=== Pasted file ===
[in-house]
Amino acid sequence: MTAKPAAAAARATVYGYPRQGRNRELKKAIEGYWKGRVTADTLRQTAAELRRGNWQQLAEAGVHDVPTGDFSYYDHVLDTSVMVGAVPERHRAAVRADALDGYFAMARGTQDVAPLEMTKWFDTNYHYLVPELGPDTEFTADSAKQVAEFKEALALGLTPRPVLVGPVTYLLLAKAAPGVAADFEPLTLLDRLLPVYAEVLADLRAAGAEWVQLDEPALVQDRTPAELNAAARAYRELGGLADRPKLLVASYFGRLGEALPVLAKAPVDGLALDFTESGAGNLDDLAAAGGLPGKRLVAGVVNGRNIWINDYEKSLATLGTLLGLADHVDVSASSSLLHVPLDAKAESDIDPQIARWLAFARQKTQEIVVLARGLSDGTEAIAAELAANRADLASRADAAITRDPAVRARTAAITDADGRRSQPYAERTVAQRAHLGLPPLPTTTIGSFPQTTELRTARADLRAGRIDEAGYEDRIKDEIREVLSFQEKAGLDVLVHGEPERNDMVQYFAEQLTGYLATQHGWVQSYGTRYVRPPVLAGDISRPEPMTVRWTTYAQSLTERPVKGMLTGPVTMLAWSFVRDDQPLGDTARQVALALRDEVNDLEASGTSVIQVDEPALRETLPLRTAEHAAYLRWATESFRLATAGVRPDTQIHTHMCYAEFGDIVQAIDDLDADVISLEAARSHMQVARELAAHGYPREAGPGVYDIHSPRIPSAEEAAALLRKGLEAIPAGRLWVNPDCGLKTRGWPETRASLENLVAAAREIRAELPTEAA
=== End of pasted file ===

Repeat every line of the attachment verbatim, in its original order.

[in-house]
Amino acid sequence: MTAKPAAAAARATVYGYPRQGRNRELKKAIEGYWKGRVTADTLRQTAAELRRGNWQQLAEAGVHDVPTGDFSYYDHVLDTSVMVGAVPERHRAAVRADALDGYFAMARGTQDVAPLEMTKWFDTNYHYLVPELGPDTEFTADSAKQVAEFKEALALGLTPRPVLVGPVTYLLLAKAAPGVAADFEPLTLLDRLLPVYAEVLADLRAAGAEWVQLDEPALVQDRTPAELNAAARAYRELGGLADRPKLLVASYFGRLGEALPVLAKAPVDGLALDFTESGAGNLDDLAAAGGLPGKRLVAGVVNGRNIWINDYEKSLATLGTLLGLADHVDVSASSSLLHVPLDAKAESDIDPQIARWLAFARQKTQEIVVLARGLSDGTEAIAAELAANRADLASRADAAITRDPAVRARTAAITDADGRRSQPYAERTVAQRAHLGLPPLPTTTIGSFPQTTELRTARADLRAGRIDEAGYEDRIKDEIREVLSFQEKAGLDVLVHGEPERNDMVQYFAEQLTGYLATQHGWVQSYGTRYVRPPVLAGDISRPEPMTVRWTTYAQSLTERPVKGMLTGPVTMLAWSFVRDDQPLGDTARQVALALRDEVNDLEASGTSVIQVDEPALRETLPLRTAEHAAYLRWATESFRLATAGVRPDTQIHTHMCYAEFGDIVQAIDDLDADVISLEAARSHMQVARELAAHGYPREAGPGVYDIHSPRIPSAEEAAALLRKGLEAIPAGRLWVNPDCGLKTRGWPETRASLENLVAAAREIRAELPTEAA